The interesting part of this little saga is the name change from ‘Abou Ghanem’ to ‘Mullin!’ It is said that during the registration process, the officer at that army base in Tahlequah, Oklahoma, who was in charge of getting enlistees registered for the army, had the freedom apparently, to make any changes to names that did not sound American enough.

‘Farris Melhim Abou Ghanem’ was the full name of that young man before he left Lebanon. Once arriving though to the United States of America, the name was then changed to ‘Farris Mullin.’ Story has it that the army officer at that army base in Oklahoma, having had difficulty pronouncing his last name, simply decided to drop the last name ‘Abou Ghanem.’ Since he also had a middle name (Melhim as his father’s name), the officer just decided to only stick with his first and middle names on the registration card.

During those days, there was a very popular comic strip in the Sunday paper where the main character was ‘Moon Mullin.’ Noticing that the middle name ‘Melhim’ somehow resembles the name ‘Mullin,’ the officer takes the liberty to replace the father’s name ‘Melhim’ with that typical all-American name ‘Mullin;’ and voila…his full name becomes ‘Farris Mullin’ with one quick stroke of a pen.

Of course immigrants, unfortunately, did not have the luxury to demand their names not be changed. Anyway, why would they? After all, that was the ‘New World’ and all they wanted was to fit in as quickly as possible into that all new American culture they are now becoming part of.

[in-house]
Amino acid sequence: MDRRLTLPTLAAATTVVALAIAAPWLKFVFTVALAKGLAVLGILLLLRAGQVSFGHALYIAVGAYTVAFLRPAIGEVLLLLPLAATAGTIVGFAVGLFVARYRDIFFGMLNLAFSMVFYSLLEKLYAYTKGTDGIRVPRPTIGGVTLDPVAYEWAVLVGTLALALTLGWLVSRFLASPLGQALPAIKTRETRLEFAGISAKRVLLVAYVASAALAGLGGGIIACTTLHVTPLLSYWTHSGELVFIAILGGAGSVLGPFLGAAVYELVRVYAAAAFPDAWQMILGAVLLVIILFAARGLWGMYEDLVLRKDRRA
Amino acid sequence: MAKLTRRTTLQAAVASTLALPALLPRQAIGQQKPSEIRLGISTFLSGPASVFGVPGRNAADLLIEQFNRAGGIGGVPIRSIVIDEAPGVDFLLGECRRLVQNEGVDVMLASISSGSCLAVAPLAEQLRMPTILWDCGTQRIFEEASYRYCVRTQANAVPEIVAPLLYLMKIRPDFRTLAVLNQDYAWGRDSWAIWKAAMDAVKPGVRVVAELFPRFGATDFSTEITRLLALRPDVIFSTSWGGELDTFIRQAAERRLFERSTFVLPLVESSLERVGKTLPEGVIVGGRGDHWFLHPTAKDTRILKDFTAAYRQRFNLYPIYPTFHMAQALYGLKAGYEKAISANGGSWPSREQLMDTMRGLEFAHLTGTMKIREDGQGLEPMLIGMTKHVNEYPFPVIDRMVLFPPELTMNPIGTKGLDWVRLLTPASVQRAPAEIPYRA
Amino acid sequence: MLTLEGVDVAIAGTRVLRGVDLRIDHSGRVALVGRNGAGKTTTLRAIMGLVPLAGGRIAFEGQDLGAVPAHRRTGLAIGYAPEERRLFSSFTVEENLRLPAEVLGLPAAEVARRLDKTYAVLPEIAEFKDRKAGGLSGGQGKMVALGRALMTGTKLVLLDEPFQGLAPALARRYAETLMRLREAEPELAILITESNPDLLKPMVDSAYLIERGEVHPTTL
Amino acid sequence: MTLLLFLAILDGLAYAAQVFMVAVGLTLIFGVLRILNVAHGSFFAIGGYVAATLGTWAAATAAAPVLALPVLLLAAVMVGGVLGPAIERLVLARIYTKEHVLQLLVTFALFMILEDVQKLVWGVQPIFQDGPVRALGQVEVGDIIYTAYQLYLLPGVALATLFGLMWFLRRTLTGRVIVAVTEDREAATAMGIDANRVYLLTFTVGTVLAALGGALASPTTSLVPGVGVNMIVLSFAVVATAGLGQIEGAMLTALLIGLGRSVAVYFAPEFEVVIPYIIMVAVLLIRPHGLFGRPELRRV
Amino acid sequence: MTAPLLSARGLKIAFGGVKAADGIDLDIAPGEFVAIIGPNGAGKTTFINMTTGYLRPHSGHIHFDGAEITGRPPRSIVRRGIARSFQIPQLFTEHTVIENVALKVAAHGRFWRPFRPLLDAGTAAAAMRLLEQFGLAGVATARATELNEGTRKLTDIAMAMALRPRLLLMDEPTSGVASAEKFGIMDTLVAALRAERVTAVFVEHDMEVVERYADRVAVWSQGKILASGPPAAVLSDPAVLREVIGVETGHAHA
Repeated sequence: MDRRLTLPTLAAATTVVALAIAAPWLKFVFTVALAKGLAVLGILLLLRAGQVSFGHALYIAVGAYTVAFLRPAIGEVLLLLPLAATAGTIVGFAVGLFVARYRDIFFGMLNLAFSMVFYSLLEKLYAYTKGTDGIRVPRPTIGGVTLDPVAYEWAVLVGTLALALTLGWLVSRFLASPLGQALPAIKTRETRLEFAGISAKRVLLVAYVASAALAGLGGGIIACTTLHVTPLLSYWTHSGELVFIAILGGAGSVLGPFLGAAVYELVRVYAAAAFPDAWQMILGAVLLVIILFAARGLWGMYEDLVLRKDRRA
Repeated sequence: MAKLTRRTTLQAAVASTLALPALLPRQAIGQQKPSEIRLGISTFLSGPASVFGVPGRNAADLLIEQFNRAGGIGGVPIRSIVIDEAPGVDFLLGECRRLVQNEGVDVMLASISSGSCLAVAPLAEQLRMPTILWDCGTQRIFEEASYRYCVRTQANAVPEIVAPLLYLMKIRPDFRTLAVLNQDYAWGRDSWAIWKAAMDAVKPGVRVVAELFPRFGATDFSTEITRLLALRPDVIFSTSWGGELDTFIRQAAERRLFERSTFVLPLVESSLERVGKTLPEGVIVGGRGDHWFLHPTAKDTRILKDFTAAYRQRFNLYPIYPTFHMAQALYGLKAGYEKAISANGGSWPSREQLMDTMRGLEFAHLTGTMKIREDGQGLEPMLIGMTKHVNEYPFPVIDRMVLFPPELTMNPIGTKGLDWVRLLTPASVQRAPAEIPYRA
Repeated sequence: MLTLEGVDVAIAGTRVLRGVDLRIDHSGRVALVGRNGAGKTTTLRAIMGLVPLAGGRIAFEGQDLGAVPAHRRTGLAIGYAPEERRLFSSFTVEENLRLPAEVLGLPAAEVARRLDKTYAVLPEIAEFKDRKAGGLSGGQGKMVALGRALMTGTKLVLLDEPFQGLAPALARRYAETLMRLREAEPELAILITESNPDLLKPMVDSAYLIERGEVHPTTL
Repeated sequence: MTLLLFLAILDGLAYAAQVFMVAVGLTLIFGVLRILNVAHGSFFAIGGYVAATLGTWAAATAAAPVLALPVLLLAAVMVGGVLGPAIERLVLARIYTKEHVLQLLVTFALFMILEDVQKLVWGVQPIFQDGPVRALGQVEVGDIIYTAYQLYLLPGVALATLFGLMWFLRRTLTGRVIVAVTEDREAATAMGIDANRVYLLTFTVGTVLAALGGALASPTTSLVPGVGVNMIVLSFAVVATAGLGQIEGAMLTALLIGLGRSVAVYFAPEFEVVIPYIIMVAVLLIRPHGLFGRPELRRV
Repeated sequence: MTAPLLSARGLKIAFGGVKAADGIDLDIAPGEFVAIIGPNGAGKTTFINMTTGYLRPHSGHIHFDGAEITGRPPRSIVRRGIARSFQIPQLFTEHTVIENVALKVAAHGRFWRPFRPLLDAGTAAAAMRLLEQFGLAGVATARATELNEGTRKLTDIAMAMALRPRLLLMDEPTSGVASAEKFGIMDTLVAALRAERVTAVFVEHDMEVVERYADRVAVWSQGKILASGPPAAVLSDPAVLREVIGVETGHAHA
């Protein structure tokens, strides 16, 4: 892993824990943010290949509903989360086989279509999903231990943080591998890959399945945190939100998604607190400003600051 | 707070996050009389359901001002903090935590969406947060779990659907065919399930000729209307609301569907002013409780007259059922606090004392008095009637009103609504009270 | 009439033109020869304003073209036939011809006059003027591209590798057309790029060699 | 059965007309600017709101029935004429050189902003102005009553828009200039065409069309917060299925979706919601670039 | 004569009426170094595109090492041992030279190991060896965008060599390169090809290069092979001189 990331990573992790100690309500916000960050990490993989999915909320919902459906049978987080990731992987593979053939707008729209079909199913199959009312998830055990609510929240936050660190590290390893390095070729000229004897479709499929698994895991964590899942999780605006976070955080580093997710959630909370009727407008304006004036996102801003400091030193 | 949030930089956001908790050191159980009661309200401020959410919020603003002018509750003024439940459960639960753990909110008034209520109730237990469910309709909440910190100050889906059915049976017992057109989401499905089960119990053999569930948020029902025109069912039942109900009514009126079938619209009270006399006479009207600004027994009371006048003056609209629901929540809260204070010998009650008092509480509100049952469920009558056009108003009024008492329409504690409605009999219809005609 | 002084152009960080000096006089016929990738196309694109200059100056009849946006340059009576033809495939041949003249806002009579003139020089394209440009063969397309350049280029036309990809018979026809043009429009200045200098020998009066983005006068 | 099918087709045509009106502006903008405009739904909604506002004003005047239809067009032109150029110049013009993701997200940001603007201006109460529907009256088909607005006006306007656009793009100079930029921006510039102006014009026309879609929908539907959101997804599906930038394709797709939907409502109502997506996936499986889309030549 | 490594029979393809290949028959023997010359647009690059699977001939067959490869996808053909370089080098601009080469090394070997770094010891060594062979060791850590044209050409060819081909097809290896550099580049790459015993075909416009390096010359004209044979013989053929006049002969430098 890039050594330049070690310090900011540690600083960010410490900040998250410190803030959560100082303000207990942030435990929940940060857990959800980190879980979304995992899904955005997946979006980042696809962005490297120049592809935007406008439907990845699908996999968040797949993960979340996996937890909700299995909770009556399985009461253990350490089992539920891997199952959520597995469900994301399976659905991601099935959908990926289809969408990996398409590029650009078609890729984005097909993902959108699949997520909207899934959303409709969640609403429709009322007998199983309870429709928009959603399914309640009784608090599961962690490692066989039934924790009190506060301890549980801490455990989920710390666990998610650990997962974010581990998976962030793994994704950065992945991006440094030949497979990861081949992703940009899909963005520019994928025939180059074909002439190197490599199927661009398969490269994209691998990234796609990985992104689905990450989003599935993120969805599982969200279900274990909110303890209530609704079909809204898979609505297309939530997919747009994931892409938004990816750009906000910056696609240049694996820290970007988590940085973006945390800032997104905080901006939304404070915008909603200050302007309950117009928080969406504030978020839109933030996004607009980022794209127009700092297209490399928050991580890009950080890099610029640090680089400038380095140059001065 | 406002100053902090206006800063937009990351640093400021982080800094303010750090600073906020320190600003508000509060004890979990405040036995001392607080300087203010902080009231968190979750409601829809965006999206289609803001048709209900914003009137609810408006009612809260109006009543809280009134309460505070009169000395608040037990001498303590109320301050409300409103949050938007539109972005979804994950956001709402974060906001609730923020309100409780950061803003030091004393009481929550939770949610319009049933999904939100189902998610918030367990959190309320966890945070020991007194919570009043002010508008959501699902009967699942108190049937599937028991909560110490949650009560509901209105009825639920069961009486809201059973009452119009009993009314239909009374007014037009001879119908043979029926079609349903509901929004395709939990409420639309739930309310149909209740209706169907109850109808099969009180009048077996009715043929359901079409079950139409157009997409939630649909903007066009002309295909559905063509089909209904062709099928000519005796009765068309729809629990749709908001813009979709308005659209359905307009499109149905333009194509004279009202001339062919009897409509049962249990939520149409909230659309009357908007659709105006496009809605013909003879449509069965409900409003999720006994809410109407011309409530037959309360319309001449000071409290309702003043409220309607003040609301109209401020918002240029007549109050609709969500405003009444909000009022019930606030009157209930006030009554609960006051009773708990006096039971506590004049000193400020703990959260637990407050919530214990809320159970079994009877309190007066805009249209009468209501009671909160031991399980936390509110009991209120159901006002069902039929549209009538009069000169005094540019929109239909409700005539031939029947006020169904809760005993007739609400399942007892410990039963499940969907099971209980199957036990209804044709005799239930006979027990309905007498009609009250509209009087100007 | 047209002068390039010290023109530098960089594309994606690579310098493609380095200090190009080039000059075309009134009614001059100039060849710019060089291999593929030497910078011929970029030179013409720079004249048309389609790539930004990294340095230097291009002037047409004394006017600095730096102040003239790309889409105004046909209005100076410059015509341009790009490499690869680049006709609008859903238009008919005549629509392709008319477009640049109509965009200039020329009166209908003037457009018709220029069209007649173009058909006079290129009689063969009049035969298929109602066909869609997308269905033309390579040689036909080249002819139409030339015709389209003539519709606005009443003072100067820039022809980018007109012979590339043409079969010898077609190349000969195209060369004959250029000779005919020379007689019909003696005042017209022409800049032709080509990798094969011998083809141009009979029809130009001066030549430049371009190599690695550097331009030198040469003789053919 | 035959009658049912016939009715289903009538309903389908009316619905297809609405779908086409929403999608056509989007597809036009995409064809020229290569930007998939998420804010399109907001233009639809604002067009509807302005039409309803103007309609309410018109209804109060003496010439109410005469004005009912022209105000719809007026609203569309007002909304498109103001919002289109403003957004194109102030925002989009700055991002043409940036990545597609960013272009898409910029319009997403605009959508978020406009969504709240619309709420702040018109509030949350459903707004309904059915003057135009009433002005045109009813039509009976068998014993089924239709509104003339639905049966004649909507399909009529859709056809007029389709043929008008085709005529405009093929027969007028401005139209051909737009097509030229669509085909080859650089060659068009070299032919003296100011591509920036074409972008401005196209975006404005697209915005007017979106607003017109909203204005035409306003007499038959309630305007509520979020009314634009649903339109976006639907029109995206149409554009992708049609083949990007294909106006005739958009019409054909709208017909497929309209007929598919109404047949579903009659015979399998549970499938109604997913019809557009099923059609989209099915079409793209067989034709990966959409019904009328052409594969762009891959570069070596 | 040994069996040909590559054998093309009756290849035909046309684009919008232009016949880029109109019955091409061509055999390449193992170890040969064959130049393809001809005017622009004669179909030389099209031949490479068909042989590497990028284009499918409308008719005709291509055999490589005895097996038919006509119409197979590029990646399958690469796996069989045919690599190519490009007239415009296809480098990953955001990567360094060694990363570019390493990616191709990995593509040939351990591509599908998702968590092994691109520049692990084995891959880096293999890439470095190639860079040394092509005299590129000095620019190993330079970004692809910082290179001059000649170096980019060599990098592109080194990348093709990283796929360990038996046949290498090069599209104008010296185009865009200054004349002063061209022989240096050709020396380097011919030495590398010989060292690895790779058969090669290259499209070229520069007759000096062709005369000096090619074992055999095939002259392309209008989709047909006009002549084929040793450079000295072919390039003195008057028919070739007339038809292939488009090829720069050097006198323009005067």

Farris Mullin Registration Card U.S. (1911)

Latifa
While the years quickly passed by, and it was quite obvious that ‘Farris’ was not returning to Lebanon any time soon, beautiful ‘Latifa’, back in Lebanon, ends up getting married to someone else, a gentleman by the name of ‘Kassem’.

In 1918, the First World War ended and right after, ‘Farris’ was discharged from the army to pursue his new civilian life. He was still very young of course at that time, and he ‘back-packed’ selling notions (accessories sewn to buttons, snaps, and collar stays) in the mountains of Kentucky and West Virginia.

A Few years down the road, Farris Mullin moves to Detroit, Michigan to start his own business as a restaurateur. Back then, Detroit was becoming one of the most pursued cities in America for its automotive industry and most everyone wanted to be part of such a renaissance. The majority of Arabs, Poles, Italians, and German immigrants flooded to and settled in Detroit and its surrounding towns in the state of Michigan, to work in the plants built by Henry Ford.